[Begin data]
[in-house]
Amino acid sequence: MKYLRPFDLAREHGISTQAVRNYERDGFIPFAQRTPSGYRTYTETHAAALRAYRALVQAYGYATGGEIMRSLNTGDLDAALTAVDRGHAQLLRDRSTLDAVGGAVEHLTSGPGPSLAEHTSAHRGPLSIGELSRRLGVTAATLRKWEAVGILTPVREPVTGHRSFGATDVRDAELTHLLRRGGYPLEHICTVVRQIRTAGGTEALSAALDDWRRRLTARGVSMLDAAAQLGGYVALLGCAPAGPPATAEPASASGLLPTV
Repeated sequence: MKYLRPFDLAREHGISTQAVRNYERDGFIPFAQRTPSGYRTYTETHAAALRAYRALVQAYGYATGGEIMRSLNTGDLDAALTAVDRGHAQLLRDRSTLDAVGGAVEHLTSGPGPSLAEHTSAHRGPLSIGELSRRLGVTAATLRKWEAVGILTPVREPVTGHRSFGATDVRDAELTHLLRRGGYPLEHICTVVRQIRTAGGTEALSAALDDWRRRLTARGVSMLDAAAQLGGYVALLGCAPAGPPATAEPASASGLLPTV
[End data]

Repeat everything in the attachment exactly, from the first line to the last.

[in-house]
Amino acid sequence: MKYLRPFDLAREHGISTQAVRNYERDGFIPFAQRTPSGYRTYTETHAAALRAYRALVQAYGYATGGEIMRSLNTGDLDAALTAVDRGHAQLLRDRSTLDAVGGAVEHLTSGPGPSLAEHTSAHRGPLSIGELSRRLGVTAATLRKWEAVGILTPVREPVTGHRSFGATDVRDAELTHLLRRGGYPLEHICTVVRQIRTAGGTEALSAALDDWRRRLTARGVSMLDAAAQLGGYVALLGCAPAGPPATAEPASASGLLPTV
Repeated sequence: MKYLRPFDLAREHGISTQAVRNYERDGFIPFAQRTPSGYRTYTETHAAALRAYRALVQAYGYATGGEIMRSLNTGDLDAALTAVDRGHAQLLRDRSTLDAVGGAVEHLTSGPGPSLAEHTSAHRGPLSIGELSRRLGVTAATLRKWEAVGILTPVREPVTGHRSFGATDVRDAELTHLLRRGGYPLEHICTVVRQIRTAGGTEALSAALDDWRRRLTARGVSMLDAAAQLGGYVALLGCAPAGPPATAEPASASGLLPTV